The Persian Warbegun as an ill-considered gesture incould be considered ultimately successful. The city of Athens, however, was physically still much as it had been left by the Persian sack ofand its gods were inadequately housed.
If peace with Persia did not end the alliance, it may have ended the annual tribute paid to that treasury. Whether to regain this tribute, or simply to assert Athenian leadership, Pericles summoned a conference of all Greek states to consider the questions of rebuilding the Greek temples destroyed by the Persians, the payment of sacrifices due to the gods for salvation, and the freedom of the seas.
Sparta would not cooperate, but Pericles continued on the narrower basis of the Athenian alliance. Tribute was to continue, and Athens would draw heavily on the reserves of the alliance for a magnificent building program centred on the Acropolis. In work started on the temple later known as the Parthenon and on the gold and ivory statue of Athena by Phidiaswhich it was to house; the Acropolis project was to include, among other things, a temple to Victory and the Propylaea startedthe entrance gateway, far grander and more expensive than any previous Greek secular building.
There was domestic criticismhowever. Thucydides, son of Melesias not the historian and a relative of Cimon, who had inherited some of his political support, denounced both the extravagance of the project and the immorality of using allied funds to finance it.
Pericles argued that the allies were paying for their defense, and, if that was assured, Athens did not have to account for how the money was actually spent. The argument ended in ostracism in ; Thucydides went into exile for 10 years, leaving Pericles unchallenged.Pericles' funeral oration is a speech written by Thucydides for his history of the Peloponnesian War.
Pericles delivers the oration not only to bury the dead, but to praise democracy.
The people of Athens, including those from the countryside whose land was being pillaged by their enemies, were kept. Pericles Funeral Oration In the fifth century BCE the city of Athens was lead by a man named Pericles. Funerals after great battles were held as a public event where any citizen of Athens, stranger or relative to the fallen heroes, was invited to take place.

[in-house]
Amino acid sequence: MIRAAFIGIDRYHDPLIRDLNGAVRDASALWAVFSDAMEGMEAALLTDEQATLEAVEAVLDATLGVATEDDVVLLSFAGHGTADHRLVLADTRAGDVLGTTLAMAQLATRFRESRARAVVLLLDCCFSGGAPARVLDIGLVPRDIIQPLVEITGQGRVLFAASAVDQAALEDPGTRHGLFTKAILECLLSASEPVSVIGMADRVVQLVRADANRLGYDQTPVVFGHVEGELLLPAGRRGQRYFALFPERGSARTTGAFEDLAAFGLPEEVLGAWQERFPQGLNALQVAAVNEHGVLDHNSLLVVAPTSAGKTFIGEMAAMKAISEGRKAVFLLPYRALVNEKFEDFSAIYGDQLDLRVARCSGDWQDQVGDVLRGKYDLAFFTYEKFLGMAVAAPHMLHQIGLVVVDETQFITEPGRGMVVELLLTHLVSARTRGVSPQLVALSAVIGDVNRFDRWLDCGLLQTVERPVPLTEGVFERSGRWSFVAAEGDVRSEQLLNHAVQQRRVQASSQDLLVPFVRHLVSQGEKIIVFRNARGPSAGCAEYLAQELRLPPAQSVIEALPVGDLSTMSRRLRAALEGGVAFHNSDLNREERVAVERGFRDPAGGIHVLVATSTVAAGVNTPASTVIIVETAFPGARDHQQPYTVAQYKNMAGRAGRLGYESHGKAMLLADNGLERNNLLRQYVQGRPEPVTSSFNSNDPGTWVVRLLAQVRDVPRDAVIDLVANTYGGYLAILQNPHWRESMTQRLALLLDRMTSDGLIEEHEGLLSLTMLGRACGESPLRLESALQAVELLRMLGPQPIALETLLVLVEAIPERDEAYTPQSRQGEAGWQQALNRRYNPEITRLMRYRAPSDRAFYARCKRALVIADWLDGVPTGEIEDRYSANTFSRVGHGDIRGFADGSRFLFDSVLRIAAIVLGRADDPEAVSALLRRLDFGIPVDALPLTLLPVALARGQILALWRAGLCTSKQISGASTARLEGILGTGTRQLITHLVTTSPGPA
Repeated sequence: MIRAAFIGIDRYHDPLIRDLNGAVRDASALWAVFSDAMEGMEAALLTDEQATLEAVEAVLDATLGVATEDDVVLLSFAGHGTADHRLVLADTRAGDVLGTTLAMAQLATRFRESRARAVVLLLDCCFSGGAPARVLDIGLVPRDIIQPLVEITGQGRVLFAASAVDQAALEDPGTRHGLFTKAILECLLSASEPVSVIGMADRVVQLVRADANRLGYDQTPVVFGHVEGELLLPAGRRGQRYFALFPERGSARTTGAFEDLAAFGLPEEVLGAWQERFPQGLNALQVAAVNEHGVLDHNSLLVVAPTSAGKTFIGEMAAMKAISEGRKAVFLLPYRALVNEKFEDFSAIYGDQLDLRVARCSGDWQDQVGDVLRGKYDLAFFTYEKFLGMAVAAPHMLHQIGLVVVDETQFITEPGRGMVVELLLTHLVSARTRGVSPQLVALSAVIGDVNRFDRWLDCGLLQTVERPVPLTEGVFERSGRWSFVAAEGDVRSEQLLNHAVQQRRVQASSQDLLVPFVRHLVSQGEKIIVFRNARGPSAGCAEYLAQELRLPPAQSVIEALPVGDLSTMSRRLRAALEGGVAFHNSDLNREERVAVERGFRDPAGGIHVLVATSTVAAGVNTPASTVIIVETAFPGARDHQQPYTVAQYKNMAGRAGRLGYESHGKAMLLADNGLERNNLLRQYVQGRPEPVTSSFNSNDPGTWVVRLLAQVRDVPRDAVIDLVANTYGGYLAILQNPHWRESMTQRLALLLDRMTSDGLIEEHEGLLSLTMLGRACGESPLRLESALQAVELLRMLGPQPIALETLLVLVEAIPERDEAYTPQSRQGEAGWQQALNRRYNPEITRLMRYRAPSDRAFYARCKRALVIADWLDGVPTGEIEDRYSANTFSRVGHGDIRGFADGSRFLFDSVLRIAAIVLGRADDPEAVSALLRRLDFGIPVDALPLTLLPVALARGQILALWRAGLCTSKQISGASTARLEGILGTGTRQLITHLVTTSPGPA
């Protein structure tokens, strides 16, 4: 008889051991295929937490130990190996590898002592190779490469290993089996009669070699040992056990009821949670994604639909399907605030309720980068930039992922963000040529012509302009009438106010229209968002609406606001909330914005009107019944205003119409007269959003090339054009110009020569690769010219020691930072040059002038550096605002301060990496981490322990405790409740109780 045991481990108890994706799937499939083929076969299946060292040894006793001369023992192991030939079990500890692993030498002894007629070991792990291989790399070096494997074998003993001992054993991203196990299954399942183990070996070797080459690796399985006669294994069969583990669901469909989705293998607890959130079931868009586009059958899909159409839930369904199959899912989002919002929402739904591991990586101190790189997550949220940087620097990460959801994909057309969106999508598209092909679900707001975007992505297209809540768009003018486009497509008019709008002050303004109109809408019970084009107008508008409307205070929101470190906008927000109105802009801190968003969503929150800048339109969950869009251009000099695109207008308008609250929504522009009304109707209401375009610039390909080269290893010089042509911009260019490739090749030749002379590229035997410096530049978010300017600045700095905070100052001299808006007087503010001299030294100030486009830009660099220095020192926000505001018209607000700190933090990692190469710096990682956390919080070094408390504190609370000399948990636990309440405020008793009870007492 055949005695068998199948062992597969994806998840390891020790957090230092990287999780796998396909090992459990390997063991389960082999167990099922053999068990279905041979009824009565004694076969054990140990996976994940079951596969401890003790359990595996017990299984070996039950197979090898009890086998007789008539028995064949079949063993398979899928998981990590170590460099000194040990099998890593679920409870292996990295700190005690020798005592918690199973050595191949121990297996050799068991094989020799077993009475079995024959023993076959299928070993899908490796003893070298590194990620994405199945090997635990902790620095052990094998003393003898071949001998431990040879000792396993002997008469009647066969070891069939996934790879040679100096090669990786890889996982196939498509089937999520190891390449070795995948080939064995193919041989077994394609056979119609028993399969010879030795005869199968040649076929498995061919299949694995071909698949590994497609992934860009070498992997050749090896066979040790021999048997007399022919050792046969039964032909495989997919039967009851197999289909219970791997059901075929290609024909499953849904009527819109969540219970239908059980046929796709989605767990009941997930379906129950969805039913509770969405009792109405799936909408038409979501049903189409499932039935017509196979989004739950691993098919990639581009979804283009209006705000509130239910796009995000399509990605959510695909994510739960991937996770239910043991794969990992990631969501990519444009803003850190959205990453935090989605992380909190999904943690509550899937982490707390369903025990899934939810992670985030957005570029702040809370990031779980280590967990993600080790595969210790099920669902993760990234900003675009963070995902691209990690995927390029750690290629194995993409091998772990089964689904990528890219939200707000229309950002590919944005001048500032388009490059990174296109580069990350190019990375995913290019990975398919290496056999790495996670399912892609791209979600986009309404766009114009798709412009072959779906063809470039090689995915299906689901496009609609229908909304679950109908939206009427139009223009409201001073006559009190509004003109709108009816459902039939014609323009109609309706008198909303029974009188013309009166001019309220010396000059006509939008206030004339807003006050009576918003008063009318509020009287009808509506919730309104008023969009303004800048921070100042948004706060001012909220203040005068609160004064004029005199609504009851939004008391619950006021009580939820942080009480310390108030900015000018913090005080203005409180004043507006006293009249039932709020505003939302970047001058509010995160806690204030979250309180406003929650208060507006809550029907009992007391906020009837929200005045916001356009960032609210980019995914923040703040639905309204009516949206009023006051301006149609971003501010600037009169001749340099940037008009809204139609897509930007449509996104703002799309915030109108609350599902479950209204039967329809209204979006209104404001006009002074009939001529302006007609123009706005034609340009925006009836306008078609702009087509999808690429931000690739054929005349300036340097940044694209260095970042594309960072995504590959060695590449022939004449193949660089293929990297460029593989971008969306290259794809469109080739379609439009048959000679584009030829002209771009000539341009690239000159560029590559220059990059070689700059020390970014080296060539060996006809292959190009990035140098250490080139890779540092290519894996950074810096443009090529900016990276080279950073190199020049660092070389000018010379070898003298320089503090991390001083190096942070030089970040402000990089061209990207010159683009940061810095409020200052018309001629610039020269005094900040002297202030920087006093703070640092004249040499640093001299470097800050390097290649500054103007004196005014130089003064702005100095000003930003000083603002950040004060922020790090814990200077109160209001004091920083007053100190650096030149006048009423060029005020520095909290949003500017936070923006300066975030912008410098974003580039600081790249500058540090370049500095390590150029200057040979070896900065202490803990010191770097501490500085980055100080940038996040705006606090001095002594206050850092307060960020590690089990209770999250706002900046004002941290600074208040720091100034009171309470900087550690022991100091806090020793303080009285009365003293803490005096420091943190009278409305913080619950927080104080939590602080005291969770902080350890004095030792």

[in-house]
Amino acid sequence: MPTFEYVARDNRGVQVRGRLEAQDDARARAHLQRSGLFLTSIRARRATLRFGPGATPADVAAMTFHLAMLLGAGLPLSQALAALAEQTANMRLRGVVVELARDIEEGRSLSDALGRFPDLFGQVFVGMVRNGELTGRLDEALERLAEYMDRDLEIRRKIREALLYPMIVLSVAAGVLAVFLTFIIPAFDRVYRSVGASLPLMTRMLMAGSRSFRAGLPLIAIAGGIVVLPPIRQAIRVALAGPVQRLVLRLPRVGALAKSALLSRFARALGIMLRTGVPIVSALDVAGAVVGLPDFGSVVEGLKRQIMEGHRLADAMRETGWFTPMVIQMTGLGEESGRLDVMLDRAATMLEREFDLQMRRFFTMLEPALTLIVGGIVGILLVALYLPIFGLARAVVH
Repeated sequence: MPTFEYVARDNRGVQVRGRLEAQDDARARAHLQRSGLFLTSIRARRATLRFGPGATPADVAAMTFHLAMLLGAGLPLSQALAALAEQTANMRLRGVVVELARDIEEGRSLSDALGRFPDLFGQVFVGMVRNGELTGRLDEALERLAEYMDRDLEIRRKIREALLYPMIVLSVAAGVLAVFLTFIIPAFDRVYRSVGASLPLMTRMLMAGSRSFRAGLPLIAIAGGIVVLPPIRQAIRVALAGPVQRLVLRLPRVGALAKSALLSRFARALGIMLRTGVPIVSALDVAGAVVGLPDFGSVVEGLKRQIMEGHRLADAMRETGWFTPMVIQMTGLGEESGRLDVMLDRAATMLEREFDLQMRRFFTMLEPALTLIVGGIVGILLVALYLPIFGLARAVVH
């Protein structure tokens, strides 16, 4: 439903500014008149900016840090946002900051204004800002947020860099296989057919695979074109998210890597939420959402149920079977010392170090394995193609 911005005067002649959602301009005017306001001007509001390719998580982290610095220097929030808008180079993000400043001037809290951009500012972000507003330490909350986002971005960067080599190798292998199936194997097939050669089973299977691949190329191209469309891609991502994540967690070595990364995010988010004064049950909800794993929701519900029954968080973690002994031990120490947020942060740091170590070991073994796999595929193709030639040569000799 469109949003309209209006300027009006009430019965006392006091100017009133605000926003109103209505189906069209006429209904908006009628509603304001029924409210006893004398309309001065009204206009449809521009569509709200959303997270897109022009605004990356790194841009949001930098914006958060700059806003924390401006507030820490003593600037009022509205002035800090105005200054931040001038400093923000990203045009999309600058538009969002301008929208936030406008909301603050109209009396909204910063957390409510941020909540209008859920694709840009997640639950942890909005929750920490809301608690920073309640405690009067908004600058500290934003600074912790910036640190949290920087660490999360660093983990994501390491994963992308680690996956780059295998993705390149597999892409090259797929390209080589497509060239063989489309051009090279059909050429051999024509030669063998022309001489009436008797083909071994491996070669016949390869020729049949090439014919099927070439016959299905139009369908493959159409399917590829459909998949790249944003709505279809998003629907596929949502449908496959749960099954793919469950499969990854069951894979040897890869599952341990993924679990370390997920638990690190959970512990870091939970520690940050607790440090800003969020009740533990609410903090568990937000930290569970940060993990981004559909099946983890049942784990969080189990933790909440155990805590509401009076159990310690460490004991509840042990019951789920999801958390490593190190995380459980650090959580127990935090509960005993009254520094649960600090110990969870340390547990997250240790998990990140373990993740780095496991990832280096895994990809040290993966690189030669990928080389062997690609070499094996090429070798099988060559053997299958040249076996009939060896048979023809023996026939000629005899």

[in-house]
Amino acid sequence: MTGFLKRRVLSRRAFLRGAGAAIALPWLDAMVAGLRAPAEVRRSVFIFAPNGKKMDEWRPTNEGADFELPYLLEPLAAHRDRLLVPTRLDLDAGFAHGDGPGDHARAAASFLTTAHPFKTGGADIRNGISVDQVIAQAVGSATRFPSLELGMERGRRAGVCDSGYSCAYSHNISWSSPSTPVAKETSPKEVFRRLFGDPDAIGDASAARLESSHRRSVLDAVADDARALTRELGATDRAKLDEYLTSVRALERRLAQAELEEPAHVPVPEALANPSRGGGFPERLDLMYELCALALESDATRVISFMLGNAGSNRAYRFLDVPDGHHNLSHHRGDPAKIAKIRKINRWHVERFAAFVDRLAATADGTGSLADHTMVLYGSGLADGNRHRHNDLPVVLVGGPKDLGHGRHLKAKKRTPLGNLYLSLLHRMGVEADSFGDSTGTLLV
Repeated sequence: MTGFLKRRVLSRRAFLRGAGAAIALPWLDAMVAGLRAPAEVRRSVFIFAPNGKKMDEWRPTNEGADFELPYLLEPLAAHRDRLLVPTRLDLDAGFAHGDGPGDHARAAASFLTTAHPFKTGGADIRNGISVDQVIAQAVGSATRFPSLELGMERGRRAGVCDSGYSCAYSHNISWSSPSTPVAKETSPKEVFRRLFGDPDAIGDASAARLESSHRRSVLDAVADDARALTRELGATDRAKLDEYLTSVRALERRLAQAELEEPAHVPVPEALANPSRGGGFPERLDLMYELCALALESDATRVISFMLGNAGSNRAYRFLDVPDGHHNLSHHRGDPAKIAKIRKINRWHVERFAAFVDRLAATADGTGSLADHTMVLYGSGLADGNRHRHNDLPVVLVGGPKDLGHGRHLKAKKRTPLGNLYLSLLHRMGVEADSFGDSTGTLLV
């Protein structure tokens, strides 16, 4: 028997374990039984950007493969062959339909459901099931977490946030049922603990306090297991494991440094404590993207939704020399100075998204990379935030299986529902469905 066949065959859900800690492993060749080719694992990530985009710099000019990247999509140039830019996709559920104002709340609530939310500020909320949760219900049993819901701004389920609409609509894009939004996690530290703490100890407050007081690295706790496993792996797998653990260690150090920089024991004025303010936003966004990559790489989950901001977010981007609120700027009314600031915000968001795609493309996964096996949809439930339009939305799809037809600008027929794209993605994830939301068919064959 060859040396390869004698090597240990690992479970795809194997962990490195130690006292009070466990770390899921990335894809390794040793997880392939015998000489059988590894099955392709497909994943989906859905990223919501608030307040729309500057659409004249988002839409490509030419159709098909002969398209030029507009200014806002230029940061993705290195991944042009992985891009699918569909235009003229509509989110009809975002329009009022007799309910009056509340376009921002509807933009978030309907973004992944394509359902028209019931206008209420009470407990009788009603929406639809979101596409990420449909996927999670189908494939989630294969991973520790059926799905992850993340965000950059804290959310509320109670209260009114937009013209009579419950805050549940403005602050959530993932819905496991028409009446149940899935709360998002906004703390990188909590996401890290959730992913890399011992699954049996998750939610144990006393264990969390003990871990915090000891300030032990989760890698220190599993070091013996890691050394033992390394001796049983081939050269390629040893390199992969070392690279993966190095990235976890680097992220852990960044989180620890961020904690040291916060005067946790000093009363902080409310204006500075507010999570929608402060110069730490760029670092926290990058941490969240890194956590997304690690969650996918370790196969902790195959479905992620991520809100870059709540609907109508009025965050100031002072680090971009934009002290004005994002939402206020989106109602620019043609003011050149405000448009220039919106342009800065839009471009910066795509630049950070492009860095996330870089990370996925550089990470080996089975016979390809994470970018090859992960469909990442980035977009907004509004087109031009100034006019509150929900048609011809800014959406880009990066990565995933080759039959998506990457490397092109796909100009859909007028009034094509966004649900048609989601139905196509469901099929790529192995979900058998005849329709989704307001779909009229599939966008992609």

Pericles then quelled a revolt in Byzantium and, when he returned to Athens, gave a funeral oration to honor the soldiers who died in the expedition. Between – BC Pericles led Athens' fleet in Pontus and established friendly relations with the Greek cities of the region.
Pericles’ Funeral Oration Analysis: Athenian This piece is a funeral oratory, a speech written to honor fallen Athenian heroes at the end of the first year of the Peloponnesian War. At such a time of high emotions and patriotism – Pericles has not one theme but several. In , shortly after the Peloponnesian War had broken out, Pericles delivered his famous Funeral Oration to commemorate those troops who had already fallen in battle. When Pericles was asked to give the official funeral oration for the Athenian soldiers who had died at one of the opening battles of the Peloponnesian War, he took the occasion not only to praise the dead, but Athens itself, in a speech which has been praised as enshrining the highest ideals of democracy and condemned as blatant propaganda on behalf of a warlike, imperialistic state, which–despite what .
Pericles was born into one of Athens’ leading families. His father Xanthippus was a hero of the Persian War and his mother belonged to . In philosophy, Athens produced Socrates, Anaxagoras and Plato; in history, Herodotus and Thucydides; in literature, Aeschylus, Sophocles, and Euripides.
As a culture which . Athens under the leadership of Pericles was populated by citizens intensely loyal and proud of their city state where the government was renown for justice and the streets adorned with beautiful public buildings and art some of which survives to this day.